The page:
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Wings Over Scotland

Scotland’s healthy exports 53

Posted on January 25, 2013 by

When I wrote previously about how Scotland’s export business does not depend on the UK (as had been claimed by Alistair Darling at last year’s Mackintosh Memorial Lecture), one of the questions I was asked was what export business Scotland has.

On Wednesday, in a piece lurking at the bottom of Scottish news section, the BBC reported a £1.6bn rise in Scottish exports. The Global Connections Survey (GCS) – full report here – showed that exports were up to record highs both to the rest of the UK and to the rest of the world. Scotland’s exports to the rUK showed a value of £45.5 billion, and to the rest of the world they rose by the headlined £1.6bn, up to £23.9bn.

It’s worth noting that none of these statistics include oil (see page 2 of the report), despite the mention of “refined petroleum” below – we’ll deal with that another day.

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Vote No for prosperity? 25

Posted on December 22, 2012 by

The core claim of the No campaign, or “Better Together” as it prefers to be called, is that Scotland is economically, politically and socially stronger as a partner within the United Kingdom. This status is defined, according to the campaign’s website, by three key factors: Prosperity, Security and Interdependence.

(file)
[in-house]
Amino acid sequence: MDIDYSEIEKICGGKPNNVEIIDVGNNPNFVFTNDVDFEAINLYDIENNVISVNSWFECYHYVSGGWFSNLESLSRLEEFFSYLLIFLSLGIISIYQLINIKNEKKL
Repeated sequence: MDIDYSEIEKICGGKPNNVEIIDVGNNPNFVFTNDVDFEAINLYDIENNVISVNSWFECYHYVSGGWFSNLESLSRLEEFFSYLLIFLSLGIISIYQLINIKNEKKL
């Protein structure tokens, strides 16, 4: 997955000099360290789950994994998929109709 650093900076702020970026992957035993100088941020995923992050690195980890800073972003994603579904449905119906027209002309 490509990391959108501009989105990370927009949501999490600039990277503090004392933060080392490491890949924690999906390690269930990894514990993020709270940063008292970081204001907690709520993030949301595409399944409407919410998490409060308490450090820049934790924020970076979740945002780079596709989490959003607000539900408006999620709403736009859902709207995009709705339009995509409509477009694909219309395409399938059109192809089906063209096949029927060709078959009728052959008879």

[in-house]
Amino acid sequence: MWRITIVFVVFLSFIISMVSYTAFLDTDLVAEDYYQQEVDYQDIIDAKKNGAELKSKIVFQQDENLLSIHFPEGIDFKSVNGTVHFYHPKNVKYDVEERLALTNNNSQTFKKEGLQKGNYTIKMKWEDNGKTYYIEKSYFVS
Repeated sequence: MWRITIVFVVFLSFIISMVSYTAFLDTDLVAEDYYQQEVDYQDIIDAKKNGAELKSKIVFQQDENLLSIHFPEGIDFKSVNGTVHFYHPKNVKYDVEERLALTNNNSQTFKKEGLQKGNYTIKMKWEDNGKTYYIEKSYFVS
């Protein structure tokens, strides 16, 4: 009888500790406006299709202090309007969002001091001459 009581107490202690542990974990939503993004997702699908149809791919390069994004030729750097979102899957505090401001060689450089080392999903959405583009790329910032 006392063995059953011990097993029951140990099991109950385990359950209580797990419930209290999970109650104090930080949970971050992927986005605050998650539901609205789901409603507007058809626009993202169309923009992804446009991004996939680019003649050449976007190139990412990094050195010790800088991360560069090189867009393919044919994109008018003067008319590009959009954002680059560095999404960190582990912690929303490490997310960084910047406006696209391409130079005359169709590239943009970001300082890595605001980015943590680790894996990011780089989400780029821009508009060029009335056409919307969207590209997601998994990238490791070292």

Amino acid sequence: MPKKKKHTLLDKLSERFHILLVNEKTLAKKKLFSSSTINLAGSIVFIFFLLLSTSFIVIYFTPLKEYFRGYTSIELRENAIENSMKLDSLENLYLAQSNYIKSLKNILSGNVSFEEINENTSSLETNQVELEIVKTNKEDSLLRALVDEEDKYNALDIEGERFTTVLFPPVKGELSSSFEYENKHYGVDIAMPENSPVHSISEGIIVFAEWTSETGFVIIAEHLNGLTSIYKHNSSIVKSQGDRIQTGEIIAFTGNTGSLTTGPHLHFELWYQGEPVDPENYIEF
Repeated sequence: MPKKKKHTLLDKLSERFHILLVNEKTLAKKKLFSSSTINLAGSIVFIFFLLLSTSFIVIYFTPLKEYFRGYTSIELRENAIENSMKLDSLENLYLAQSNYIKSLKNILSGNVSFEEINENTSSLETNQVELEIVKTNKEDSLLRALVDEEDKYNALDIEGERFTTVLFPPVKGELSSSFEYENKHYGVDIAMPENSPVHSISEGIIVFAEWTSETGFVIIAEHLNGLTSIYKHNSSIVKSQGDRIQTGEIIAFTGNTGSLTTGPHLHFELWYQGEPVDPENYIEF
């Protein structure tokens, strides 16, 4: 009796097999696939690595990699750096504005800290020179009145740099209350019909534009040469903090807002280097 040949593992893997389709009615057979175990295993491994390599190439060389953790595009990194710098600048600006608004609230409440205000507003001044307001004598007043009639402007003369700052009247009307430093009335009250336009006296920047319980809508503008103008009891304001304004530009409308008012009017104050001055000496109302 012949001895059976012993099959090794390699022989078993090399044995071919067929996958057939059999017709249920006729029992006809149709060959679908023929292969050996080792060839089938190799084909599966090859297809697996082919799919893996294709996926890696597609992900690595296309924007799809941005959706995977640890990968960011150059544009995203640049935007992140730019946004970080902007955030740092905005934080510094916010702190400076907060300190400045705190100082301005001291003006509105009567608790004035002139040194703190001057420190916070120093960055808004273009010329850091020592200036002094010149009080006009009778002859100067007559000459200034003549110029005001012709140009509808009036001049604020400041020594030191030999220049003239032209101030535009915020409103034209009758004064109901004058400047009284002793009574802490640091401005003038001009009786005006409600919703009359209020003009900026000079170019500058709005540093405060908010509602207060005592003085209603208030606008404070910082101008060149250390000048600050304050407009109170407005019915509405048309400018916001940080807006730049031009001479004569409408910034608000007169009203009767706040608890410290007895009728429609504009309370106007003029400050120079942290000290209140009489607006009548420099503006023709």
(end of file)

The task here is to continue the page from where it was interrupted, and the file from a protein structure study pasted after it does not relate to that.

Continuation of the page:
Each deserves scrutiny, but for now let’s focus on the first one, with reference to Alistair Darling’s recent speech at the John P. Mackintosh lecture. This was the claim that Darling made on trade and business:

“Scotland is far better represented abroad as part of the UK than we could ever hope to be as a separate state. The nationalists tell you that the UK embassies and consulates do not represent Scots. Try telling that to Scots who find themselves in trouble in a far-flung part of the world and can rely on the UK embassy to help them out. To the businesses seeking trade. They open doors for our people and businesses across the globe.

Farmers, fishermen and women, businesses big and small all reap the benefits of the UK’s global reach and global influence. Losing this influence would be a massive loss. It would be impossible to replicate it on a smaller scale.”

I’ve worked in 27 countries around the world in all six inhabited continents, so I think it’s fair to call myself a global businessman. I’m operating in a medium-sized company, but in 11 years of travel I cannot bring to mind a single case where association with Britain has differentiated our business.

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